Induction Lighting System -
Save more than 60% of Your Electricity Bill Compared to Your Conventional High Bay Metal Halide Lighting System
PowerTube® Induction Lighting Series helps to reduce
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PowerTube® ELECTROLESS INDUCTION LIGHTING
The basic technology for induction lamps is not particularly new. Essentially, an Induction lamp is an electrode-less fluorescent. Without electrodes, the lamp relies on the fundamental principles of electromagnetic induction and gas discharge to create light. The elimination of filaments and electrodes results in a lamp of unmatched life. Lasting 100,000 hours or 25 years, this system can outlast 100 incandescent, five HID, or thirty typical fluorescent lamp changes.
Based on these well-known principles, light can be generated via a gas discharge through simple magnetism. Electromagnetic transformers, which consist of rings with metal coils, create an electromagnetic field around a glass tube which contains the gas, using a high frequency that is generated by electronic ballast. The discharge path, induced by the coils, forms a closed loop causing acceleration of free electrons, which collide with mercury atoms and excite the electrons. As the excited electrons from these atoms fall back from this higher energy state to a lower stable level, they emit ultraviolet radiation. The UV radiation created is converted to visible light as it passes through a phosphor coating on the surface of the tube. The unusual shape of an induction lamp maximizes the efficiency of the fields that are generated.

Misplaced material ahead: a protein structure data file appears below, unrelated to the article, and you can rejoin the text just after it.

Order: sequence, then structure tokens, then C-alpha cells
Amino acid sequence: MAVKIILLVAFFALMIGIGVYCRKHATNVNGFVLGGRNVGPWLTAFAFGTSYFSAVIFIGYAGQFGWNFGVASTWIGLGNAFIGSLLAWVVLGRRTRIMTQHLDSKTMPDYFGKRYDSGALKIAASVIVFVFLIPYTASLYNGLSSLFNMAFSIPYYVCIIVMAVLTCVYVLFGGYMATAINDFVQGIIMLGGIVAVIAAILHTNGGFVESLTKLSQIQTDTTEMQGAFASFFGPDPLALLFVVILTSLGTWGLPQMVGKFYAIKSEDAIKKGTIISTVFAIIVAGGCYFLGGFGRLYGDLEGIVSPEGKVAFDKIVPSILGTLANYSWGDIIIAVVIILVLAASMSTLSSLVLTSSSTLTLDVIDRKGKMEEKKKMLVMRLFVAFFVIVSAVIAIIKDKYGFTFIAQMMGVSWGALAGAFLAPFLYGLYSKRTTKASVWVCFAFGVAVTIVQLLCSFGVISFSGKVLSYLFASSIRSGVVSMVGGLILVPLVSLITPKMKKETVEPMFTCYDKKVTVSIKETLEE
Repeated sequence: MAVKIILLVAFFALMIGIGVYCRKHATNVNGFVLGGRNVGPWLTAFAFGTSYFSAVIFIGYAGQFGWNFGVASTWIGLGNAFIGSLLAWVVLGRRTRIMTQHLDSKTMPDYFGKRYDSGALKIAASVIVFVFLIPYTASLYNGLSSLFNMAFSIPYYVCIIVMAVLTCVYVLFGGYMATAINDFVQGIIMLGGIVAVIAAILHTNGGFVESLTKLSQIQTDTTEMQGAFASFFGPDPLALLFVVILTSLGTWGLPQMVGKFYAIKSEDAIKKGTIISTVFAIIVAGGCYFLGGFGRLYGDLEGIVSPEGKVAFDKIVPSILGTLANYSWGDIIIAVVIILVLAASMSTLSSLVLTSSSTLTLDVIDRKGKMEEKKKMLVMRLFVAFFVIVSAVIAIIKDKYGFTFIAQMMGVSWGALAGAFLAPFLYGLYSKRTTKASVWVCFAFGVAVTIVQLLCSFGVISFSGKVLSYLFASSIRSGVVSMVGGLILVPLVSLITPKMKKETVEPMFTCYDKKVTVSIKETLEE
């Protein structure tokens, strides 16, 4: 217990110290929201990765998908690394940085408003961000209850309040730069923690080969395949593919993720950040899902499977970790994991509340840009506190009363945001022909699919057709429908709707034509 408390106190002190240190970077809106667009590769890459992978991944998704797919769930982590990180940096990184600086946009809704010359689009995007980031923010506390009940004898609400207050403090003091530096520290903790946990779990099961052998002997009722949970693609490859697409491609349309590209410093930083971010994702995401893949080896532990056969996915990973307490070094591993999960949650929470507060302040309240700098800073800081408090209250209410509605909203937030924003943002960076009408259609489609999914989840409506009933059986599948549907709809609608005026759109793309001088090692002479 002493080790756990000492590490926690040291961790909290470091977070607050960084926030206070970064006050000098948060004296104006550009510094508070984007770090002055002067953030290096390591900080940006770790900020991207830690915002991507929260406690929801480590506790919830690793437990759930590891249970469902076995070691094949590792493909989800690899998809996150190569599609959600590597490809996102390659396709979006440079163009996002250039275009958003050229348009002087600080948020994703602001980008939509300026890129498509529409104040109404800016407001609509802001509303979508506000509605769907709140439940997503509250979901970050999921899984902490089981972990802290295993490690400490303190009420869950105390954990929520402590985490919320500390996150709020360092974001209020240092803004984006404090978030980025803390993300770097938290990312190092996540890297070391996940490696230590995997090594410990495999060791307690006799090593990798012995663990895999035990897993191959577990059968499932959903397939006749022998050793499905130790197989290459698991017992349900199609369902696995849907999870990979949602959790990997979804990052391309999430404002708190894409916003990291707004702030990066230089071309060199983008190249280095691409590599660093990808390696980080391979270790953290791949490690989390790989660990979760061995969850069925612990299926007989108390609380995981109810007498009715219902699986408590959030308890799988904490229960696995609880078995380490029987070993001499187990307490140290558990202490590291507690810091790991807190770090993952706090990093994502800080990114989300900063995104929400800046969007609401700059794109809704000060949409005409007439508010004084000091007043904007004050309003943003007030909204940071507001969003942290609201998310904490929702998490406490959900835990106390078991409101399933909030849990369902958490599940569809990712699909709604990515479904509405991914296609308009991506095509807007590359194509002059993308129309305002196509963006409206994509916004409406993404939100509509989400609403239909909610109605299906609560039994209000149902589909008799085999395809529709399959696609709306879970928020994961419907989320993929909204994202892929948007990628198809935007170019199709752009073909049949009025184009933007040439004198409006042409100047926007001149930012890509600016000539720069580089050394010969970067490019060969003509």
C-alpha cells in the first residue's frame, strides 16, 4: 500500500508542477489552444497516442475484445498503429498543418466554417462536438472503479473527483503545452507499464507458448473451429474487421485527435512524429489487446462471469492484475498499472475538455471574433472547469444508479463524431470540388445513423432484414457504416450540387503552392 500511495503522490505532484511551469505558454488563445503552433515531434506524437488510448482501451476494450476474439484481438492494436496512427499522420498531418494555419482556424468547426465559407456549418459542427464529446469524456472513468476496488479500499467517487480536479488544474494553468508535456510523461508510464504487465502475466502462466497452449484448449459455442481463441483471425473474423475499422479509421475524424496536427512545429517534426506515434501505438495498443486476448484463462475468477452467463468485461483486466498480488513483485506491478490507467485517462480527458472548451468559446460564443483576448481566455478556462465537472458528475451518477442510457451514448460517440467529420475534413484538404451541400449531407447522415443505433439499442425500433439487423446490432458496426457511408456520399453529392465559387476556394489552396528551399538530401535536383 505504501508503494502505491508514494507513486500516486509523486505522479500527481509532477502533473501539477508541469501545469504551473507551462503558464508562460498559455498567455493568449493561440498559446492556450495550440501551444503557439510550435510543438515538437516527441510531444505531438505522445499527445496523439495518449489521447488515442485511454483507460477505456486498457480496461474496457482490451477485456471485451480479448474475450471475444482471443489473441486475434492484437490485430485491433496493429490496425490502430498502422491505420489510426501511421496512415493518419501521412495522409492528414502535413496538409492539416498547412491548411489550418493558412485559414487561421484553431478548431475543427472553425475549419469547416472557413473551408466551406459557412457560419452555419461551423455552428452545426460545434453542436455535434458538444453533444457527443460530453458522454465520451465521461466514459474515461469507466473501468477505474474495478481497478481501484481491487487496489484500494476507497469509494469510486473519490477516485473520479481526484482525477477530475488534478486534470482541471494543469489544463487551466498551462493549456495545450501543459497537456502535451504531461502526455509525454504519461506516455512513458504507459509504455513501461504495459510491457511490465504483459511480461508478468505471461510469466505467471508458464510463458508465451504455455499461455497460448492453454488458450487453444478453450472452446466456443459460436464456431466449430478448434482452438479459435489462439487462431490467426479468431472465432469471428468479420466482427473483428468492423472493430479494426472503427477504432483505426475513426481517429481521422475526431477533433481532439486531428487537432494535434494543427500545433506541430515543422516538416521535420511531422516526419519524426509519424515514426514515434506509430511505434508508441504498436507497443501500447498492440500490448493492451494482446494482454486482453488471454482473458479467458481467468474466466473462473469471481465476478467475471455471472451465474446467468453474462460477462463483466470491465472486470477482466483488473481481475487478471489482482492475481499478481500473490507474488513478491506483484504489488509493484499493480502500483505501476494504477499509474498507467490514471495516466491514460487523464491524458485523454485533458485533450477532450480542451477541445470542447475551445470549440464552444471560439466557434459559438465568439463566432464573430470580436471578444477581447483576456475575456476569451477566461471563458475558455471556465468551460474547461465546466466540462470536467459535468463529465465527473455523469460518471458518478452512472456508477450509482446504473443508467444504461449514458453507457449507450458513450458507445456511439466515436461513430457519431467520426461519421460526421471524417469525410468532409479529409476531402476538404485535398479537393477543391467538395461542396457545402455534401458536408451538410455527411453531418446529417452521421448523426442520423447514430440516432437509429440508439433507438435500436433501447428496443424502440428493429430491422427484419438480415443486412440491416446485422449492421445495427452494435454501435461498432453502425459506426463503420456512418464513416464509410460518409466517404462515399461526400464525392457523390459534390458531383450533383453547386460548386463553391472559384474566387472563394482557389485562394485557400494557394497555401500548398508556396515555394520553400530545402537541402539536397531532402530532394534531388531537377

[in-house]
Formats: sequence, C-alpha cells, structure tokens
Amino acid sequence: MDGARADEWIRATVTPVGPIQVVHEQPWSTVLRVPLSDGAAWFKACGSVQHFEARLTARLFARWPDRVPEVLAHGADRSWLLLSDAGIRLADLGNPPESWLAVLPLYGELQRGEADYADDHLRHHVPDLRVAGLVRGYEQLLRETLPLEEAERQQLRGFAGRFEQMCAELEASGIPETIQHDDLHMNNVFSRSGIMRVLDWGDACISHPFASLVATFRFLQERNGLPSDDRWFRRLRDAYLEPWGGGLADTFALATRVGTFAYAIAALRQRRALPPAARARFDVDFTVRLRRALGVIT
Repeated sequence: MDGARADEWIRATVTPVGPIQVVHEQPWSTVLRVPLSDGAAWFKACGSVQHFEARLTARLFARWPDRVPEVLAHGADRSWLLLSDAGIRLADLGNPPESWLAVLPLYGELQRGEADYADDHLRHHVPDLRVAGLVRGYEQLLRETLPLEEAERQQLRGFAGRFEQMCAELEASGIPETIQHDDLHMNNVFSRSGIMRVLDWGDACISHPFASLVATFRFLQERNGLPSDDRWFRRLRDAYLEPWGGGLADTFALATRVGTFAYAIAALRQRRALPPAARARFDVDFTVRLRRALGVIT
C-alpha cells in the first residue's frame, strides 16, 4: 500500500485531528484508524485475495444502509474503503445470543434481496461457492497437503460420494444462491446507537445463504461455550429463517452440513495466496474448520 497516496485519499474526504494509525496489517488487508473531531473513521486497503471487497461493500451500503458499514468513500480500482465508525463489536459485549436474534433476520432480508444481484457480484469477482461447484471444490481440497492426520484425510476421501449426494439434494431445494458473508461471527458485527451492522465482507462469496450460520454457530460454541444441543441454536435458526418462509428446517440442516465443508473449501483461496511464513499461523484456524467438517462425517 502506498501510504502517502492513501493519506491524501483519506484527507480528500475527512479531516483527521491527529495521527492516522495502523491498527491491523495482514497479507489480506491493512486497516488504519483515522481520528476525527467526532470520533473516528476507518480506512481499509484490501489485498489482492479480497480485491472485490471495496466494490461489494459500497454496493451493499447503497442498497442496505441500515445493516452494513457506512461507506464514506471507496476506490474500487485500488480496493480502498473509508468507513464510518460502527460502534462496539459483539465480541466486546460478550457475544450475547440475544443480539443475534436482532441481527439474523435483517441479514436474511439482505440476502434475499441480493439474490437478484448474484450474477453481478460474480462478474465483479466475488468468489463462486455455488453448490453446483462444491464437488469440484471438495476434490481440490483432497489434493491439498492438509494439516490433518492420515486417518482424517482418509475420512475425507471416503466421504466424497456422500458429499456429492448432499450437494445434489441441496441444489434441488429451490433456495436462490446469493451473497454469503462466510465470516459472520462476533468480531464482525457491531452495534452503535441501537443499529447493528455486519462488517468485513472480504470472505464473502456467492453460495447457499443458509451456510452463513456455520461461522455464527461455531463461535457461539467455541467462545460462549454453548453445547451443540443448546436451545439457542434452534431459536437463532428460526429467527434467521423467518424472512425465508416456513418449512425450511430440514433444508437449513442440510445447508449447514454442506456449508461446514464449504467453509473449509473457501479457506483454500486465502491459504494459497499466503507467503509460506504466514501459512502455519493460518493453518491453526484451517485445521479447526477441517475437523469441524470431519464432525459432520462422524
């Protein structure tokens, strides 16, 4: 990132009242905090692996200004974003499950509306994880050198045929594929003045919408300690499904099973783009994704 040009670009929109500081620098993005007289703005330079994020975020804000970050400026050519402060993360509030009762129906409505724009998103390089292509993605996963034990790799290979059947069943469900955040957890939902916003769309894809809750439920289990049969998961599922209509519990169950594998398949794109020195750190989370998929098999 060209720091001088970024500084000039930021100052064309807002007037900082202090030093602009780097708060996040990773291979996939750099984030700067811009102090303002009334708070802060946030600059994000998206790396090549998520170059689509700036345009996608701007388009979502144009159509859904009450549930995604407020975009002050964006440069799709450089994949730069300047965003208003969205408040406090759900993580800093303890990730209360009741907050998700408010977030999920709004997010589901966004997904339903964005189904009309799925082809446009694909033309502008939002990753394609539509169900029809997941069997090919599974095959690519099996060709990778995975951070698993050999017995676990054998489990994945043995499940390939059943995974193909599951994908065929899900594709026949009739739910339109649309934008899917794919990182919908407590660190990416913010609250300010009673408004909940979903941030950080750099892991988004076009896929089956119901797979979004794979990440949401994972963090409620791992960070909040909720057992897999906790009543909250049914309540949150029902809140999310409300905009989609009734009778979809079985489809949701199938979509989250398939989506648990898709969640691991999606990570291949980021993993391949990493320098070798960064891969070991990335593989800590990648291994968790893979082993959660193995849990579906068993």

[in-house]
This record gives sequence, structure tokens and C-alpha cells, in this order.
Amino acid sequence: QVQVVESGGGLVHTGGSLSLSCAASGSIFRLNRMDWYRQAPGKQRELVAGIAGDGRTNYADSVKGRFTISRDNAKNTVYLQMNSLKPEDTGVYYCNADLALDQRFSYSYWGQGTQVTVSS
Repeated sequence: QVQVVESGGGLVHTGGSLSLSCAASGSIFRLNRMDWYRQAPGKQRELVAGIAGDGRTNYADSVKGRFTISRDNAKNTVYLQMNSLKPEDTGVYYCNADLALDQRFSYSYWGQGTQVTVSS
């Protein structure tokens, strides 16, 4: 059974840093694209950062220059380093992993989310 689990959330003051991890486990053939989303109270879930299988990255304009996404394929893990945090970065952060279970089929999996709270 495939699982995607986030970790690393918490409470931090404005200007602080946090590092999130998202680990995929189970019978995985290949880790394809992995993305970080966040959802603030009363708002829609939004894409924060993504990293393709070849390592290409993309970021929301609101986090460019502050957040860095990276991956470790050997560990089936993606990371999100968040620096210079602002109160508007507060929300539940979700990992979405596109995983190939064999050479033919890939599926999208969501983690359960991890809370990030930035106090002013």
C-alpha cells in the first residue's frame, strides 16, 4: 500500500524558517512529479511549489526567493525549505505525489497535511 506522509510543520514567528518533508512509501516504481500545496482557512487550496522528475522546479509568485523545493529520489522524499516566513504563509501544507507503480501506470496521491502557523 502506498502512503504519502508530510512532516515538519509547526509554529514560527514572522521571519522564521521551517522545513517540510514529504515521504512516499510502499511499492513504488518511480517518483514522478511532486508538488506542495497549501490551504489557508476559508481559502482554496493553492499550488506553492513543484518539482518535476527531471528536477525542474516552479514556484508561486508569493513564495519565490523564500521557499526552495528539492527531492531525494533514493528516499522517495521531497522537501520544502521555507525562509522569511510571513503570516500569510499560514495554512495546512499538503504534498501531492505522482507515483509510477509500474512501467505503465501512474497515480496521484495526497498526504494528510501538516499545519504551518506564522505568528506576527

Although it is not breakthrough science, until recently, it has not been so commercially viable. New developments have broken down the barriers of costs and technological setbacks, such as EMC interference, lumen depreciation, ability to dim and a useful range of available wattages. Today, its obvious benefits make it the clear-cut choice for many lighting applications over traditional light sources.